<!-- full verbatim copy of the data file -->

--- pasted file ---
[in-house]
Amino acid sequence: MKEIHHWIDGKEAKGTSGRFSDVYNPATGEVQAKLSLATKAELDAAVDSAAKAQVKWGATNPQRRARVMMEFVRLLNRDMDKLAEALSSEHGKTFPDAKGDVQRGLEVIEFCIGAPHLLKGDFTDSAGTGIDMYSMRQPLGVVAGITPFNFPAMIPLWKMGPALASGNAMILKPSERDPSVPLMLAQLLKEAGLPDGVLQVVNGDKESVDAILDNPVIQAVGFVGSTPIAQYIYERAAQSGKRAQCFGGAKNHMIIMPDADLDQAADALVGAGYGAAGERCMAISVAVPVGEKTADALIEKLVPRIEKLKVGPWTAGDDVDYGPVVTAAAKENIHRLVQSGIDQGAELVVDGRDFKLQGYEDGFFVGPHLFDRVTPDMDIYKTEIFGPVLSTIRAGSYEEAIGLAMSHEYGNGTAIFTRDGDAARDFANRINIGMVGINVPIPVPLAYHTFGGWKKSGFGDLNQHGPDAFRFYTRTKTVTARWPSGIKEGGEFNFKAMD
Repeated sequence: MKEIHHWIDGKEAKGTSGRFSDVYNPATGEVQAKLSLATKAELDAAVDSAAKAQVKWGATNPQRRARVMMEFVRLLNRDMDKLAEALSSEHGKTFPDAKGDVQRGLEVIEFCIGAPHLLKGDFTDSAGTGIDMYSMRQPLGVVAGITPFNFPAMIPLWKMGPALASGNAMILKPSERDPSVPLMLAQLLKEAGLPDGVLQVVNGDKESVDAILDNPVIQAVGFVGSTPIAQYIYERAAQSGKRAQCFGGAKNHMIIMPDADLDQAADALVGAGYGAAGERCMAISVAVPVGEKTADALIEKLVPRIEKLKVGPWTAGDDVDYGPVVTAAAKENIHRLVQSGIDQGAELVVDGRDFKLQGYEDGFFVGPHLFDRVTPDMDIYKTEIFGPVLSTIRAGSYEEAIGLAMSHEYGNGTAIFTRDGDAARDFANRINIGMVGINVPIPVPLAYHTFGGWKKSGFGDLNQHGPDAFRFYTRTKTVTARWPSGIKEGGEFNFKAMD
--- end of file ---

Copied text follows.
[in-house]
Amino acid sequence: MKEIHHWIDGKEAKGTSGRFSDVYNPATGEVQAKLSLATKAELDAAVDSAAKAQVKWGATNPQRRARVMMEFVRLLNRDMDKLAEALSSEHGKTFPDAKGDVQRGLEVIEFCIGAPHLLKGDFTDSAGTGIDMYSMRQPLGVVAGITPFNFPAMIPLWKMGPALASGNAMILKPSERDPSVPLMLAQLLKEAGLPDGVLQVVNGDKESVDAILDNPVIQAVGFVGSTPIAQYIYERAAQSGKRAQCFGGAKNHMIIMPDADLDQAADALVGAGYGAAGERCMAISVAVPVGEKTADALIEKLVPRIEKLKVGPWTAGDDVDYGPVVTAAAKENIHRLVQSGIDQGAELVVDGRDFKLQGYEDGFFVGPHLFDRVTPDMDIYKTEIFGPVLSTIRAGSYEEAIGLAMSHEYGNGTAIFTRDGDAARDFANRINIGMVGINVPIPVPLAYHTFGGWKKSGFGDLNQHGPDAFRFYTRTKTVTARWPSGIKEGGEFNFKAMD
Repeated sequence: MKEIHHWIDGKEAKGTSGRFSDVYNPATGEVQAKLSLATKAELDAAVDSAAKAQVKWGATNPQRRARVMMEFVRLLNRDMDKLAEALSSEHGKTFPDAKGDVQRGLEVIEFCIGAPHLLKGDFTDSAGTGIDMYSMRQPLGVVAGITPFNFPAMIPLWKMGPALASGNAMILKPSERDPSVPLMLAQLLKEAGLPDGVLQVVNGDKESVDAILDNPVIQAVGFVGSTPIAQYIYERAAQSGKRAQCFGGAKNHMIIMPDADLDQAADALVGAGYGAAGERCMAISVAVPVGEKTADALIEKLVPRIEKLKVGPWTAGDDVDYGPVVTAAAKENIHRLVQSGIDQGAELVVDGRDFKLQGYEDGFFVGPHLFDRVTPDMDIYKTEIFGPVLSTIRAGSYEEAIGLAMSHEYGNGTAIFTRDGDAARDFANRINIGMVGINVPIPVPLAYHTFGGWKKSGFGDLNQHGPDAFRFYTRTKTVTARWPSGIKEGGEFNFKAMD